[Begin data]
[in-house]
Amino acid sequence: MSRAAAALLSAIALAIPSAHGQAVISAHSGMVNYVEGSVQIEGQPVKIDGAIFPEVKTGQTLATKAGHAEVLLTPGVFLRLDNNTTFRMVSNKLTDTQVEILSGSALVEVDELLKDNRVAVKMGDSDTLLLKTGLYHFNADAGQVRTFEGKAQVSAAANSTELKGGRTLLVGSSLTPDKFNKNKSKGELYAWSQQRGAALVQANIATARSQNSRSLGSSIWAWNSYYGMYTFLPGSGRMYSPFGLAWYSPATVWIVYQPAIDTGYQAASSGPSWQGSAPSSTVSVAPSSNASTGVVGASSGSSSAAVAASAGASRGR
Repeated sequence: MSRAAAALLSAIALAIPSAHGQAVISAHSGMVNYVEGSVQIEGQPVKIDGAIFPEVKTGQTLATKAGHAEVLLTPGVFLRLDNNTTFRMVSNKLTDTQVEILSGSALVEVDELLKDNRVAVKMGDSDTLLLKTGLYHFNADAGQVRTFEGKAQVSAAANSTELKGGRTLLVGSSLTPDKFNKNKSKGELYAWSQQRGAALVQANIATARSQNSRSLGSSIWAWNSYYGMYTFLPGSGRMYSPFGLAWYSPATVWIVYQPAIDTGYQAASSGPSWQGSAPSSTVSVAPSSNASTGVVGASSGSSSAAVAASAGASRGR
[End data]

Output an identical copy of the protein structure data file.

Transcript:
[in-house]
Amino acid sequence: MSRAAAALLSAIALAIPSAHGQAVISAHSGMVNYVEGSVQIEGQPVKIDGAIFPEVKTGQTLATKAGHAEVLLTPGVFLRLDNNTTFRMVSNKLTDTQVEILSGSALVEVDELLKDNRVAVKMGDSDTLLLKTGLYHFNADAGQVRTFEGKAQVSAAANSTELKGGRTLLVGSSLTPDKFNKNKSKGELYAWSQQRGAALVQANIATARSQNSRSLGSSIWAWNSYYGMYTFLPGSGRMYSPFGLAWYSPATVWIVYQPAIDTGYQAASSGPSWQGSAPSSTVSVAPSSNASTGVVGASSGSSSAAVAASAGASRGR
Repeated sequence: MSRAAAALLSAIALAIPSAHGQAVISAHSGMVNYVEGSVQIEGQPVKIDGAIFPEVKTGQTLATKAGHAEVLLTPGVFLRLDNNTTFRMVSNKLTDTQVEILSGSALVEVDELLKDNRVAVKMGDSDTLLLKTGLYHFNADAGQVRTFEGKAQVSAAANSTELKGGRTLLVGSSLTPDKFNKNKSKGELYAWSQQRGAALVQANIATARSQNSRSLGSSIWAWNSYYGMYTFLPGSGRMYSPFGLAWYSPATVWIVYQPAIDTGYQAASSGPSWQGSAPSSTVSVAPSSNASTGVVGASSGSSSAAVAASAGASRGR